Encouragement for Parents of Kids with ADHD or Learning Disabilities

By: Jennifer Degler

Are you worried about your child’s future because he or she has ADHD or learning disabilities or, as is often the case, both ADHD and LD? When our son, Jake, was diagnosed as a six-year-old with reading, writing, and math learning disabilities, plus ADHD, my mind went into overdrive creating scary future scenarios.

Because his first evaluation showed that he was at significant risk of complete reading failure, I envisioned him never learning to read. My mind jumped to “What if the other kids make fun of him? What if the teachers don’t see what a sweet, smart boy he is? How will he ever write a paper in high school or complete a job application? There’s no way he can hold down a real job if he can’t even learn the alphabet! And college is just an impossibility.”

Never mind that he was six-years-old at the time—my imagination stretched far into the foggy future and created a soggy parade of worst-case scenarios. And I decided I was the only person who could prevent all those scary scenarios from happening.




The week after we got his first evaluation results, I decided to become an ADHD/LD expert so I checked a stack of ADHD and LD books out of the library and scanned through most of them (the internet was just getting started back then). My husband came home from work to find me in tears surrounded by books. I wailed, “We should never have had children! Both our fathers are left-handed which is associated with learning disabilities. WHAT WERE WE THINKING?!?” Jeff listened to me rant and then wisely suggested, “Honey, put the books away. You don’t need to know everything about everything right now.”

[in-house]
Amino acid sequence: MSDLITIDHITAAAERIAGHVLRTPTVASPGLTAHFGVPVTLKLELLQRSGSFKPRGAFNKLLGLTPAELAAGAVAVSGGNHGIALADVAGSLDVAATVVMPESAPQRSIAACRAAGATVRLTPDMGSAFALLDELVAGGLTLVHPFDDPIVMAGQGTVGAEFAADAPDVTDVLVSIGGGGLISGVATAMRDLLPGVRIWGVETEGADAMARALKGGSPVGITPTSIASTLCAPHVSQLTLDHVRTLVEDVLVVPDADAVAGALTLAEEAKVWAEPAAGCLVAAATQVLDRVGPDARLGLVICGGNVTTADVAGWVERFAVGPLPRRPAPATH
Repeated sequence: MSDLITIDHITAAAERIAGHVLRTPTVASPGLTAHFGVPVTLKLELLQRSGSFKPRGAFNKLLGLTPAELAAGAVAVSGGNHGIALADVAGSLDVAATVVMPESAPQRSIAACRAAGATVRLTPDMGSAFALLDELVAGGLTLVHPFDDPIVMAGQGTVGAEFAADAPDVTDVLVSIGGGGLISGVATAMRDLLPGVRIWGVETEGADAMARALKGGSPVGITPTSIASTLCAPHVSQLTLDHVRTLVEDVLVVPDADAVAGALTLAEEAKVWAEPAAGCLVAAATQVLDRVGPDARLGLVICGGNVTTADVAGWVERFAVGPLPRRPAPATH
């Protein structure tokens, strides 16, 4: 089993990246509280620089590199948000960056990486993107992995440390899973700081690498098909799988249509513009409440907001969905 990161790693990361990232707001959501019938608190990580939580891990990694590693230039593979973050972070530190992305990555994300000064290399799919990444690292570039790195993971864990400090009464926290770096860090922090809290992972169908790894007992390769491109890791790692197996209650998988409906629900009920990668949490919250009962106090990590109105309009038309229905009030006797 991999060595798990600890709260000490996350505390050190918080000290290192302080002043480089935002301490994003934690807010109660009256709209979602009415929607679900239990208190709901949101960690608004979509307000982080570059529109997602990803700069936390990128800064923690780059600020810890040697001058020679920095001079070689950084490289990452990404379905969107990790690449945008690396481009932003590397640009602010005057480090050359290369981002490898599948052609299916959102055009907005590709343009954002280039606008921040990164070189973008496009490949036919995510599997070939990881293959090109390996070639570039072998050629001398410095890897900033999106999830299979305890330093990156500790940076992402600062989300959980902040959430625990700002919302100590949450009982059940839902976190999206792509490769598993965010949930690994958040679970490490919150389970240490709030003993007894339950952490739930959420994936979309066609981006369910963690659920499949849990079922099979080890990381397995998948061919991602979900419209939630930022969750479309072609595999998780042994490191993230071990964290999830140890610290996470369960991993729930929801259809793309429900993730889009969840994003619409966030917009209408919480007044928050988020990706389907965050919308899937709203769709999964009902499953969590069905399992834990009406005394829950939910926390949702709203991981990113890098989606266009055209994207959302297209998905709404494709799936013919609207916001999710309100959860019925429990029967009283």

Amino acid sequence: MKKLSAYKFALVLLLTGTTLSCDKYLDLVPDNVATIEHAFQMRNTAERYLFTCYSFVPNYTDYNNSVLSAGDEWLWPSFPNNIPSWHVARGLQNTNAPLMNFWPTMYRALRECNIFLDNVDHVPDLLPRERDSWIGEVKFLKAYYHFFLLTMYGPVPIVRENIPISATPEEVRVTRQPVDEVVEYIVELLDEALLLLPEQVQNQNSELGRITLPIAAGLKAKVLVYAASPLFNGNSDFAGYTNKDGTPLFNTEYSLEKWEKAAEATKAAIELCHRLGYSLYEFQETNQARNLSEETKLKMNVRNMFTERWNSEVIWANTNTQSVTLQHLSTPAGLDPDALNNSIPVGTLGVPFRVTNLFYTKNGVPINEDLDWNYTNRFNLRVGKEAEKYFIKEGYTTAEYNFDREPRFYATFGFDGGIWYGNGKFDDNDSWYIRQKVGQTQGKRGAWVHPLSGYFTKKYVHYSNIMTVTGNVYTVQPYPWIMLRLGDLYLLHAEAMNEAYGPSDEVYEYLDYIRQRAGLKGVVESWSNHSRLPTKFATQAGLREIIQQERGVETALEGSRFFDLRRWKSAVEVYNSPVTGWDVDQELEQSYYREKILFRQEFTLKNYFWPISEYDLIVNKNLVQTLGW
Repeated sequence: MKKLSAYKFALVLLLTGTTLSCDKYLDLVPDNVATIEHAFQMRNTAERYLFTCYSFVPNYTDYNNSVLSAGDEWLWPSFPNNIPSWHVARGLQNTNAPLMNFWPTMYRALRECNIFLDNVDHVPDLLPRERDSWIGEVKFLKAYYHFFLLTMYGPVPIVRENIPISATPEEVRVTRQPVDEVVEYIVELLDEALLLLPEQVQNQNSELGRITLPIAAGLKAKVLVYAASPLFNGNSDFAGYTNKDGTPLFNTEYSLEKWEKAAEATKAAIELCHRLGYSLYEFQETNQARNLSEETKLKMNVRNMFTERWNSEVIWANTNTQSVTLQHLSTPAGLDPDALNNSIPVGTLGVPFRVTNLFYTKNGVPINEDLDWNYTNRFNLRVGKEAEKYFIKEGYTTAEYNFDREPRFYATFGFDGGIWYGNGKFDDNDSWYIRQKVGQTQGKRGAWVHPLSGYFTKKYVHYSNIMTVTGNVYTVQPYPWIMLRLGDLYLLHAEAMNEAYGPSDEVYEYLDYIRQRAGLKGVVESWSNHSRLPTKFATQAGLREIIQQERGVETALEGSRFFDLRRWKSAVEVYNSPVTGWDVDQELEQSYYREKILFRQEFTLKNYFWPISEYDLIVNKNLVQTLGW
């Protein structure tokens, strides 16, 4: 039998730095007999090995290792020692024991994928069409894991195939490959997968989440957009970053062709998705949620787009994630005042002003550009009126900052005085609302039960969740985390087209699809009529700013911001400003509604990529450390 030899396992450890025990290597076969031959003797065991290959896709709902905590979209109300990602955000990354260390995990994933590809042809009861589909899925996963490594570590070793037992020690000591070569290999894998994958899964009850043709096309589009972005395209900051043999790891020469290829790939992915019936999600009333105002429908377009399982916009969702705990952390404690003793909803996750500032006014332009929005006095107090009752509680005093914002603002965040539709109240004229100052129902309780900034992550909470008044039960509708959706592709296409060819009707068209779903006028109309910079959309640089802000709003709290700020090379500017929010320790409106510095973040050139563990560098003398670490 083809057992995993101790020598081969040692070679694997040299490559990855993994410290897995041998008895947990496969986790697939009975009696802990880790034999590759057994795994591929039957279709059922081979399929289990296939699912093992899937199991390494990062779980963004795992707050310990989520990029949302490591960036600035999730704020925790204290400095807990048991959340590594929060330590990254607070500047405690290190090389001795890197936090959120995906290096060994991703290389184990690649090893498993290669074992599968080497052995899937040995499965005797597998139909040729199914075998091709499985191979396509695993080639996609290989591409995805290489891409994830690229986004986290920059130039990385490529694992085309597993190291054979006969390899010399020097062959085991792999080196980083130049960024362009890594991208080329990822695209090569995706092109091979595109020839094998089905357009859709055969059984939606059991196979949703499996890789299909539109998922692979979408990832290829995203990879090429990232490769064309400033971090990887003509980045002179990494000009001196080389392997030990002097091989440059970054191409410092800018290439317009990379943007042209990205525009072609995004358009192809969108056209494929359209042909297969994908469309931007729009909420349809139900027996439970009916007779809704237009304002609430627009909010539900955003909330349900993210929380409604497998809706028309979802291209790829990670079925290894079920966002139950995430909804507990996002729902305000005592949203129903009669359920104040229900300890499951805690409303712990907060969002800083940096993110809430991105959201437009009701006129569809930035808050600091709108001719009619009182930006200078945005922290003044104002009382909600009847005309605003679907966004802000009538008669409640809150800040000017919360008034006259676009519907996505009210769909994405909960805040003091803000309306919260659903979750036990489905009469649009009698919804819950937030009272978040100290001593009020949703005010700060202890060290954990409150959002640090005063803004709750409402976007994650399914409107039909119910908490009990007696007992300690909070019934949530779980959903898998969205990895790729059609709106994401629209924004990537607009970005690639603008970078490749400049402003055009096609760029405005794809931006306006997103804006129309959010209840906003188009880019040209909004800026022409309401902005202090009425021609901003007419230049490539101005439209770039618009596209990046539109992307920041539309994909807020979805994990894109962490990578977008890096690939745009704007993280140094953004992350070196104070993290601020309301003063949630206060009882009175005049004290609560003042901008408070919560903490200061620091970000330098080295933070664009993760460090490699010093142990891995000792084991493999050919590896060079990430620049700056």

Next, we took Jake three times a week after school for 18 months of specialized work with a reading specialist. When I investigated the reading program she was using, my mind jumped to “I could get certified in this reading program and then I could help Jake too!” When I shared my idea with his reading specialist, she wisely suggested, “Jake only has one mom. Maybe it would be best for you to do what only you can do. Just be his mom. He’s going to need your support as his mom.”

Are you getting the picture? My worries were relentlessly driving me to do more, more, more, to be more, more, more for Jake. And it’s hard to enjoy your child today when you are desperately trying to control his future.

Fortunately, God provided a helpful quote by author Elisabeth Elliot: “Today is mine. Tomorrow is none of my business. If I peer anxiously into the fog of the future, I will strain my spiritual eyes so that I will not see clearly what is required of me today.”